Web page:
ShortPress Small Talk series: Job Capital


Small businesses in Australia continue to push the boundaries of our ‘glocal’ economy. The ShortPress Small Talk series profiles a diverse range of small business owners to find out what they do and what makes them tick.


Job Capital, founded in 2006, is a company that provides help with salary packaging, migration, and sponsorship and taxes. ShortPress sat down with the company’s founder and managing director, Jo Burston.

ShortPress: Describe your small business in less than 50 words.

Jo Burston: The business is full-service salary packaging, outsource payroll, and immigration firm.

SP: What inspires you as a small business owner?

JB: I’m inspired by entrepreneurs who are total ground breakers, and who really shift the world. I also enjoy watching … the success of women entrepreneurs in particular, and those that can combine what I call a profitable “smart heart”. They can actually run a very profitable company but still have some form of social and economic impact in their region or community.

SP: What does a typical day look like?

JB: I’ll usually be awake before the sun’s up. I’ll usually spend a bit of time thinking about my day. I’ll set my mind to how I want the day to be and who I want to be today, and [set] a specific goal. I’m very on the ground with the team. We huddle every single morning, we talk about our numbers, we talk about our priorities, and we talk about what we have left over from the day before. And without fail, I think about strategy every single day. Then I’ll usually go for a walk at some point in the afternoon … to move my body around before I come back to the office to wrap up.

SP: What have your biggest challenges been so far and how have you overcome them?

JB: Staying relevant – keeping relevant to the customer … and to the environment that surrounds us, which obviously is moving very, very fast. The challenges I think have always been people and culture, or unknown. We work in a very litigious space with migration and visas … so overcoming legislative changes when perhaps you have a change of government, that’s always been quite challenging.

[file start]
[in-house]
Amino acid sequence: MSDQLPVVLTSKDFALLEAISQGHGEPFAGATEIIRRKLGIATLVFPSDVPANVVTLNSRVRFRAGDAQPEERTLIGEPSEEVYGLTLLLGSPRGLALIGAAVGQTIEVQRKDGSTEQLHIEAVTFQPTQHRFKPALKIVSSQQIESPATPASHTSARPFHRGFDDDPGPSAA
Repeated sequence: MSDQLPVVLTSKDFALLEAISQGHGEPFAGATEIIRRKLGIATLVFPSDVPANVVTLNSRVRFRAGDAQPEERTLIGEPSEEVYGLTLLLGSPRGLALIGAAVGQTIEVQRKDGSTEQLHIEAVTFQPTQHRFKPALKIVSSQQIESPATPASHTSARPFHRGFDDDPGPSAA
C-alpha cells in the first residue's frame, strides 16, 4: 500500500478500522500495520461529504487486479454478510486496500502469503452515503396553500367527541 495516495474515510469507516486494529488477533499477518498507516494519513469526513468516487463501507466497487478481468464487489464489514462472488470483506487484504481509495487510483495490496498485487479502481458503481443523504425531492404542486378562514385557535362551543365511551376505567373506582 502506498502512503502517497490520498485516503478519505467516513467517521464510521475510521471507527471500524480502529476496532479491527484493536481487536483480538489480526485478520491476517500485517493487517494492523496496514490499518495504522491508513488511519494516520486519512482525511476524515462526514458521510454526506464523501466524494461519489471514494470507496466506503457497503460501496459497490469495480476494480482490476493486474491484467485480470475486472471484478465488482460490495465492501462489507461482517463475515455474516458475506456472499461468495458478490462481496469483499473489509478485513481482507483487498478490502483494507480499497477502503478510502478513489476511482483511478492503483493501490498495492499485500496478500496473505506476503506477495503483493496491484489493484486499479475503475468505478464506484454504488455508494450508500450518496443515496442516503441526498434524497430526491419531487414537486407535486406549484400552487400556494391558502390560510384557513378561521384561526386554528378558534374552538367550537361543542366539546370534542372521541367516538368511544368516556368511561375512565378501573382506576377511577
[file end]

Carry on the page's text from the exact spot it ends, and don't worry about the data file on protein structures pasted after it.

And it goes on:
SP: What about your biggest learnings?

JB: For me, it’s always been about hiring the very best of what you can afford. I guess in the early days I made some really bad hires … so now I hire very, very slowly. That’s always been a major challenge. Particularly if you’re hiring where you don’t have a lot of knowledge about what their skills are and what they need to do in the business.  

SP: If you could start over again, what would you do differently?

JB: In the early days, as well, you know technology was really expensive, and I made some big mistakes on how I chose developers. I didn’t know how to hire a really good developer – I didn’t know what I should be looking for.

SP: What advice would you give to budding small business owners?

JB: I would say my biggest advice is make sure your business story is really clear, make sure your personal story is clear, and know how to blend those two things together depending on the audience that you’re talking to. And try things out. You don’t necessarily have to go top-shelf to get a great result when there’s so many great apps that can automate and simplify and measure most parts of your business.

SP: Name the business leaders you look up to and why.

JB: Donna Guest. She’s the founder of Blue Illusion, which is a very, very successful high-street retailer. In a world where retail was really suffering, she’s absolutely growing the business, and also expanding overseas. But she also spends a lot of her time providing opportunities for women to work in the stores to upskill themselves. I really admire women like that and they inspire me because it’s not just all about the bottom line.

SP: Where to now for Job Capital?

JB: It’s a really tidy business and it really runs well, so I’m not going to disrupt something that works well. For the moment I don’t need to do anything but let it keep growing.